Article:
1428: Move Fast and Break Things

Explain xkcd: It's 'cause you're dumb.
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Move Fast and Break Things
I was almost fired from a job driving the hearse in funeral processions, but then the funeral home realized how much business I was creating for them.
Title text: I was almost fired from a job driving the hearse in funeral processions, but then the funeral home realized how much business I was creating for them.


Cueball appears to be at a job interview, proudly stating his motto to the interviewer Ponytail. "Move fast and break things" is a saying common in science and engineering industries. In that context, it means that making mistakes is a natural consequence of innovation in a highly competitive and complex environment. In particular, it was adopted by Mark Zuckerberg at Facebook (who even went as far as to say that 'breaking things' is a necessary feature of moving 'fast enough').

While in software development it is unusual for any great harm to result from breaking things, the jobs listed in the comic are ones where there are serious consequences of mistakes. Some would result in dangerous or deadly situations, while others would just end up with broken packages etc. It's not clear what job Cueball is interviewing for; one suspects it's probably one that belongs in the 'breaking things is bad' group. The results of moving fast and breaking things for the listed jobs might include:

  • FedEx driver - Injured/killed pedestrians, collisions with other vehicles, broken & damaged packages
  • Crane operator - Damage or destruction of load, dropping loads on people below, damage to crane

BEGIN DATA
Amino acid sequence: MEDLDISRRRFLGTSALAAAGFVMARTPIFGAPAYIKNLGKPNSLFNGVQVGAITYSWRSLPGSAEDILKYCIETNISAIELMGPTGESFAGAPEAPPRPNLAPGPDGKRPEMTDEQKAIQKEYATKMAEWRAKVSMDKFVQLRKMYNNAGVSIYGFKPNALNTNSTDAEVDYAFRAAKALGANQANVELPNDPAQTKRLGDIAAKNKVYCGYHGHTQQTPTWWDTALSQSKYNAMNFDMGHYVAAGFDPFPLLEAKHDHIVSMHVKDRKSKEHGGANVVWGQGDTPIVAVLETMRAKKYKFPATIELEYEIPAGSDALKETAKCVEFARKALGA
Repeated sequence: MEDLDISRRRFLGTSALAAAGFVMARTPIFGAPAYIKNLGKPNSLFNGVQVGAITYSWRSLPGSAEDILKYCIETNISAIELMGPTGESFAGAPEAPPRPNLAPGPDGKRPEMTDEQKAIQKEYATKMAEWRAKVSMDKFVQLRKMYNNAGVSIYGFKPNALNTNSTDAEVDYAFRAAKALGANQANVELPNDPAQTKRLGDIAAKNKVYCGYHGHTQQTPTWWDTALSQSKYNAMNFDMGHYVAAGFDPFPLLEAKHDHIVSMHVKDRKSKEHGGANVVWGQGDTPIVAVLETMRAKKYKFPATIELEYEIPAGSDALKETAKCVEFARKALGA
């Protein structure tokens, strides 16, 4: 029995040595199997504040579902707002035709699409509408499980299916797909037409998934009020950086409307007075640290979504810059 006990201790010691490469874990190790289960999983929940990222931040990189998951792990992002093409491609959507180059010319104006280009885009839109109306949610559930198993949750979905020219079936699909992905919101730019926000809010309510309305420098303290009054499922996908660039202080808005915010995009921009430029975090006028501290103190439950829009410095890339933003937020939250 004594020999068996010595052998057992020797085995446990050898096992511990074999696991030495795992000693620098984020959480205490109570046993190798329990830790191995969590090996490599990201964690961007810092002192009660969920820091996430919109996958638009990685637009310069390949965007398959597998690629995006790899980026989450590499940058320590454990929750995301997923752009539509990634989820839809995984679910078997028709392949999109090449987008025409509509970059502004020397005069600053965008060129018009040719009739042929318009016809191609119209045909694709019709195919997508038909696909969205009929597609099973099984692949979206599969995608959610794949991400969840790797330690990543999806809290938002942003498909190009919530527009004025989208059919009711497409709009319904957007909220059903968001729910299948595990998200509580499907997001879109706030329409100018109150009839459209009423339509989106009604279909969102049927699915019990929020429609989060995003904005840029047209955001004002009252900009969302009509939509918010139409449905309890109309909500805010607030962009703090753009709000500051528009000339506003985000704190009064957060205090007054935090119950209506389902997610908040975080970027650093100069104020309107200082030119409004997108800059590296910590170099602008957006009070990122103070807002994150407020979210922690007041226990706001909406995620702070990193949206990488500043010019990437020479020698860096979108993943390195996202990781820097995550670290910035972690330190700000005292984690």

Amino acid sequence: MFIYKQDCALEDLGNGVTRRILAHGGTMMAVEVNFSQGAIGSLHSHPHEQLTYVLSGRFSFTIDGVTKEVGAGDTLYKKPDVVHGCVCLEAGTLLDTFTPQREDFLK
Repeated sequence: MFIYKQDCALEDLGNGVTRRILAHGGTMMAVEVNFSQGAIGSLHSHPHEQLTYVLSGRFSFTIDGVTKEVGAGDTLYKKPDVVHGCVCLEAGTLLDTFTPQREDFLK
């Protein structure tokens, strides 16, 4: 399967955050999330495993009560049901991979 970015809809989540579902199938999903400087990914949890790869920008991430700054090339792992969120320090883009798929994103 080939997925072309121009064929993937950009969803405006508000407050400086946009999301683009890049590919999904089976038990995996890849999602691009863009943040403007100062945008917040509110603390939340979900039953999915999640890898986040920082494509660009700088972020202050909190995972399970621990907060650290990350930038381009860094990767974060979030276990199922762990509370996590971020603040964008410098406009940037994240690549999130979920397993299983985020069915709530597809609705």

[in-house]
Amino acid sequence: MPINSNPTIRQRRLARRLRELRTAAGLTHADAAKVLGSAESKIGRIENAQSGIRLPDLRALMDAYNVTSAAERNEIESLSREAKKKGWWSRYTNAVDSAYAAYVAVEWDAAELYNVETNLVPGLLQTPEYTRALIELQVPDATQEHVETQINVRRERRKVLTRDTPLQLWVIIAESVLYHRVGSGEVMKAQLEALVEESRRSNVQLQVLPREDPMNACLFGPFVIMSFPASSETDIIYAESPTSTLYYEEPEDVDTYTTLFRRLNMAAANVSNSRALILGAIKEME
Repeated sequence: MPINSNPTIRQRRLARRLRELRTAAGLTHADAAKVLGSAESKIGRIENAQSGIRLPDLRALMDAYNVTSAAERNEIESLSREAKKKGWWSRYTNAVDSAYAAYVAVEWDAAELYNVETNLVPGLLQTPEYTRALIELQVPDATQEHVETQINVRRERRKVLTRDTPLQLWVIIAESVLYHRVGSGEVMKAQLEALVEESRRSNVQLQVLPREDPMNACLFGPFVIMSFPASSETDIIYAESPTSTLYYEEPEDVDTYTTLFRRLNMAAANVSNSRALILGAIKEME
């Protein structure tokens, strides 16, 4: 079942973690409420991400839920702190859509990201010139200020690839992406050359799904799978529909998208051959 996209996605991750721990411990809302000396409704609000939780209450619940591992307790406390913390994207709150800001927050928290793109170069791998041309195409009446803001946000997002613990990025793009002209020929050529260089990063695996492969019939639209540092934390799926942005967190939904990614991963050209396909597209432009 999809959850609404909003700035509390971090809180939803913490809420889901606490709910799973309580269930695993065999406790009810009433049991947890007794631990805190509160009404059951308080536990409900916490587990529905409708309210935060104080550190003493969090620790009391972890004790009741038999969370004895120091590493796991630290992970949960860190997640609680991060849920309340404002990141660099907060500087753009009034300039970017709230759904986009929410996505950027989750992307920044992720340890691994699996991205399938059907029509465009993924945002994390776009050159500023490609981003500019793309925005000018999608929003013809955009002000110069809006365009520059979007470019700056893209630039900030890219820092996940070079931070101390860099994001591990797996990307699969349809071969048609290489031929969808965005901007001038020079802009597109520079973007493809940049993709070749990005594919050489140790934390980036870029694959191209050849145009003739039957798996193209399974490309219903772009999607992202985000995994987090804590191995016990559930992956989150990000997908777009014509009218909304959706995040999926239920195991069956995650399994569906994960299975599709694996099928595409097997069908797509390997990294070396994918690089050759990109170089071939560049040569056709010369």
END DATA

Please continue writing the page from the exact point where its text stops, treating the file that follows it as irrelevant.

• Surgeon - Incorrect operations performed, removing wrong body parts, damaging expensive medical equipment, death of the patient, or in extreme cases, the death of assistants and spectators as well
  • Air Traffic Controller - Air collisions, travel disruption, chaos
  • Pharmacist - Handing out wrong drugs, resulting in illness or death, or destroying them
  • Museum Curator - Damage or destruction of items of historical or artistic significance, damage to the museum
  • Waiter - Crockery broken, drinks or food spilled on customers, food tipped over people, possible injuries to self and others when hot food is involved
  • Dog Walker - Injuring the pet, or preventing it from fulfilling its bodily functions (the major reason for a walk)
  • Oil Tanker Captain - Collisions between vessels, or tanker and port, or running aground, leading to oil spills and casualties
  • Violinist - Ruining an ensemble's performance by playing too fast (with a higher tempo than fellow musicians), breaking the strings or body of the instrument
  • Mars Rover Driver - Breaking an incredibly important vehicle, preventing further exploration, and ruining an extremely expensive mission
  • Massage Therapist - Injuring the client, breaking bones and ligaments. Possibly also breaking the seat the client is on, leading to even more costly damages.

The title text posits a morbid scenario where Cueball keeps running over funeral attendees, generating the need for more funerals.


[Cueball sits in a chair, leaning back with his arm resting on the back of the chair during a job interview. Ponytail is sitting in a chair behind her desk which is between them.]
Cueball: My motto is "Move fast and break things."
[Below the panel follows a list:]
Jobs I've been
fired from
Fedex driver
Crane operator
Air traffic controller
Museum curator
Dog walker
Oil tanker captain